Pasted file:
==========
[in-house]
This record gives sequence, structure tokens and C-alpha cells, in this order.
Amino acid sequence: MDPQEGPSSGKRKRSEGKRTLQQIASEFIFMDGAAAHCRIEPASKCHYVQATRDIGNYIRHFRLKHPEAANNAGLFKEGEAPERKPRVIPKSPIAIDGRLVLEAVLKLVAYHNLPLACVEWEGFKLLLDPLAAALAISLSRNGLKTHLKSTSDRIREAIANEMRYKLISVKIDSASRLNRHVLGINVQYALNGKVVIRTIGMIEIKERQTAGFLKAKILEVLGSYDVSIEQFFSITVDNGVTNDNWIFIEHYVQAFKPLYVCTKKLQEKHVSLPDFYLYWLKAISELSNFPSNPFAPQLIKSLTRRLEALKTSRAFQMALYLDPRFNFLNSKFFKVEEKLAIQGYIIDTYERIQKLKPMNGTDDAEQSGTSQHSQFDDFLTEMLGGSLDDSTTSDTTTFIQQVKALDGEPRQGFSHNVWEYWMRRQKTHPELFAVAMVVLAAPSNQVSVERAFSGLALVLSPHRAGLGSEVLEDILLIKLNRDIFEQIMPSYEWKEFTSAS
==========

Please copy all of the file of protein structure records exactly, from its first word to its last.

[in-house]
This record gives sequence, structure tokens and C-alpha cells, in this order.
Amino acid sequence: MDPQEGPSSGKRKRSEGKRTLQQIASEFIFMDGAAAHCRIEPASKCHYVQATRDIGNYIRHFRLKHPEAANNAGLFKEGEAPERKPRVIPKSPIAIDGRLVLEAVLKLVAYHNLPLACVEWEGFKLLLDPLAAALAISLSRNGLKTHLKSTSDRIREAIANEMRYKLISVKIDSASRLNRHVLGINVQYALNGKVVIRTIGMIEIKERQTAGFLKAKILEVLGSYDVSIEQFFSITVDNGVTNDNWIFIEHYVQAFKPLYVCTKKLQEKHVSLPDFYLYWLKAISELSNFPSNPFAPQLIKSLTRRLEALKTSRAFQMALYLDPRFNFLNSKFFKVEEKLAIQGYIIDTYERIQKLKPMNGTDDAEQSGTSQHSQFDDFLTEMLGGSLDDSTTSDTTTFIQQVKALDGEPRQGFSHNVWEYWMRRQKTHPELFAVAMVVLAAPSNQVSVERAFSGLALVLSPHRAGLGSEVLEDILLIKLNRDIFEQIMPSYEWKEFTSAS